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‘De-furbished’ Princes Street offices unveiled

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October 4 2017

‘De-furbished’ Princes Street offices unveiled
A trend toward ‘de-furbished’ office provision in Edinburgh is continuing with extension of a four storey Princes Street townhouse to form 11,000sq/ft of upper floor accommodation.

132 Princes Street has been designed by 3DReid to offer tenants a mix of a modern finish complete with exposed services, brick, concrete and steel to offer a characterful alternative to a generic open plan office.

Geoff Scott, associate director at letting agents JLL, said: “Princes Street is synonymous with retail and leisure, but it also has much to offer as an office location. In line with Edinburgh’s emergence as one of the fastest growing tech hubs outside of London, 132 Princes Street offers a de-furbished finish to meet modern demand for engaging, thought provoking places to work. With office supply remaining tight and demand steady, 132 provide some much-needed quality accommodation in the city centre that is unique in the market.”

Undertaken on behalf of Hazledene House work to the B-listed building includes the formation of a feature stairwell and a glazed rear extension while exposing something of the buildings past, variously served as a shop, theatre, cinema and tea room.
3DReid have extended right up into the attic
3DReid have extended right up into the attic
Brick, concrete and steel are used sparingly to create a modern look
Brick, concrete and steel are used sparingly to create a modern look

Servicing has been screened externally in accordance with the sites World Heritage stature
Servicing has been screened externally in accordance with the sites World Heritage stature
Stepped and insulated translucent glass leads to light-filled floorplates
Stepped and insulated translucent glass leads to light-filled floorplates

Tenants will enjoy enviable views of Edinburgh Castle
Tenants will enjoy enviable views of Edinburgh Castle
The speculative scheme is still awaiting tenants
The speculative scheme is still awaiting tenants

6 Comments

hmm
#1 Posted by hmm on 4 Oct 2017 at 12:16 PM
To pull this off you need semi-decent looking services...those lights and vents are mank. Shame, because they undermine the rest of the scheme which is quite interesting.
The Bairn
#2 Posted by The Bairn on 4 Oct 2017 at 14:55 PM
Well I for one am re-assured that the 'servicing has been screened externally' it's a pity the rear elevations were left exposed!! Blooming eyesore eh lads??.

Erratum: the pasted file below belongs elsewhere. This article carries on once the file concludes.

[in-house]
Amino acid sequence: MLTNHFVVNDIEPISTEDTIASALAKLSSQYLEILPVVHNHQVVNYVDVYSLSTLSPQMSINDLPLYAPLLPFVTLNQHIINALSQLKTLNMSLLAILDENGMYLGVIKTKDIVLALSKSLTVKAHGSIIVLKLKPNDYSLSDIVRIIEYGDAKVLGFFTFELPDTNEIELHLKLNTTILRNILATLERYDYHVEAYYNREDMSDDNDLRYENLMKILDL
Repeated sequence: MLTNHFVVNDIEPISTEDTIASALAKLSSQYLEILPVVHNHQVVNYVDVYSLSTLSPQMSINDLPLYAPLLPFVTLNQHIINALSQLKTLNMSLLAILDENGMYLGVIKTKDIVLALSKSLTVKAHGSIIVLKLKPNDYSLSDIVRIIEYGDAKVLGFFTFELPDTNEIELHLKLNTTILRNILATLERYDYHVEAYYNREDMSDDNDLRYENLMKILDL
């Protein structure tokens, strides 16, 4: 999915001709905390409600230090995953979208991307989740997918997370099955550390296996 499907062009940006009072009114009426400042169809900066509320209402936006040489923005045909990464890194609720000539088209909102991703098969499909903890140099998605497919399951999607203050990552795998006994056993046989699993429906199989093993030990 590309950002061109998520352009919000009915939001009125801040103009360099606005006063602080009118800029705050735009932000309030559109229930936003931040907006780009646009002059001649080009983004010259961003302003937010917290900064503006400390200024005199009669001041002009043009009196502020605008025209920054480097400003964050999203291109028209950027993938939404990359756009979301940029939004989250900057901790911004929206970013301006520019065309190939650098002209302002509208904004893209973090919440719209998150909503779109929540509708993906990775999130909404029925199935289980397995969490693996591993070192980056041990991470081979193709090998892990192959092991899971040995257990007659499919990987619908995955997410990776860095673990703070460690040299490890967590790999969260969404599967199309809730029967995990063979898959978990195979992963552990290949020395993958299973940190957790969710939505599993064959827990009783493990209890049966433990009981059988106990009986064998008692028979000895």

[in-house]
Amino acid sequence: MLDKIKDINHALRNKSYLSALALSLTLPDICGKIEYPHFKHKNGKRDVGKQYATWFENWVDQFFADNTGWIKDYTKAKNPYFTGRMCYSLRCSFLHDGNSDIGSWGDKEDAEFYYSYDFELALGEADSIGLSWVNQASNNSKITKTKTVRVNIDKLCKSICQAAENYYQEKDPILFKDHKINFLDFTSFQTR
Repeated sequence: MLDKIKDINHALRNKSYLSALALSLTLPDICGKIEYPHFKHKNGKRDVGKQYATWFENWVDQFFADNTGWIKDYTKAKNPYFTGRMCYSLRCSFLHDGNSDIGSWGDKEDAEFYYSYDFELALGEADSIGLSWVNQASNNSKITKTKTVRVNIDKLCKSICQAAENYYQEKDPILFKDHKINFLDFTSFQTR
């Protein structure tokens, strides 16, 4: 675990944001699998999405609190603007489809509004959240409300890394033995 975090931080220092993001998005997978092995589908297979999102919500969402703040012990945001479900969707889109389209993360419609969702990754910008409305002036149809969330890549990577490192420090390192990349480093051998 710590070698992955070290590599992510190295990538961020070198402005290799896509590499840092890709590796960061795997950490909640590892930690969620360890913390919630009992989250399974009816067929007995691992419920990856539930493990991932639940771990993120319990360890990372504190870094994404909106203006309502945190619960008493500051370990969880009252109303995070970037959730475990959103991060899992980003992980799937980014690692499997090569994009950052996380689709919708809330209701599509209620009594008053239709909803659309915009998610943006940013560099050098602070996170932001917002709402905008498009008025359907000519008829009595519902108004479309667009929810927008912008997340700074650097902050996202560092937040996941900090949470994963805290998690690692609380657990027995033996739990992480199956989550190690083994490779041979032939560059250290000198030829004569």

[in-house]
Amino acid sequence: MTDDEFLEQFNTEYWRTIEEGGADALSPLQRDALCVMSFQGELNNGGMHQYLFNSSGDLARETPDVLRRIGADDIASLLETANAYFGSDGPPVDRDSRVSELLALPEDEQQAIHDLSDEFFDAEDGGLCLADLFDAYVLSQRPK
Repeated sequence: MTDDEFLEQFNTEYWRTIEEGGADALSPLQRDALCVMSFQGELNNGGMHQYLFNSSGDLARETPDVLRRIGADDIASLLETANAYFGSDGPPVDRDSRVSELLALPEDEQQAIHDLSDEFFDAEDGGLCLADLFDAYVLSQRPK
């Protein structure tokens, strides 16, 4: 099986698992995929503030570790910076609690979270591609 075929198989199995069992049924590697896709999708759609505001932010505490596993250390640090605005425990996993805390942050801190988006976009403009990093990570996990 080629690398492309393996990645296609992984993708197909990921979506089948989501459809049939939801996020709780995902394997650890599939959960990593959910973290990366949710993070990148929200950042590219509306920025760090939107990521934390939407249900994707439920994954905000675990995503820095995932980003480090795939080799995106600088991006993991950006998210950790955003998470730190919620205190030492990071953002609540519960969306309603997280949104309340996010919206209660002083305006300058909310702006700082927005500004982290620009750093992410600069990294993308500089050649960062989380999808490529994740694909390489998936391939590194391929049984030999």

Get a grip. Looks cheap and very nasty.
Maybe trendy and fashionable in some architects eyes...
Matt
#3 Posted by Matt on 4 Oct 2017 at 16:05 PM
Exposed materials look great if authentically aged or of decent quality. This is utter guff..breeze blocks, crap low spec office lighting, and filthy looking steel structure... this is what happens when a commercial practice try to interpret hipster chic and a developer is trying to be too clever.
Annanite
#4 Posted by Annanite on 5 Oct 2017 at 12:10 PM
Jeez... The messy wall finishes are horrific - the exposed stonework is interesting.
Wonder if there's a de-furbished rental rate and it's going to be a whole lot of fun negotiating a dilapidations claim at the end of a lease on those offices!!

The attic space looks lovely though - like it.
MV
#5 Posted by MV on 6 Oct 2017 at 16:56 PM
I'm assuming you "lads" prefer a more traditional, honest approach to office refurb, eh? Akin to: https://www.regus.co.uk/office-space/united-kingdom/edinburgh/edinburgh-princes-street ?

I agree that this particular "de-furb" really suffers from not having the Armstrong ceiling grid, the raised access floor and the blue carpet tiles. Where the heck is the tea prep, for goodness sake??

Those crazy architects and developers - stick with the things people know in future.
Sam
#6 Posted by Sam on 10 Oct 2017 at 13:05 PM
C'mon! The whole argument of looking good / looking bad is pretty much irrelevant when you know that the whole thing's as leaky as a sieve, poorly insulated, draughty and uncomfortable. Are we really still going for style over substance?

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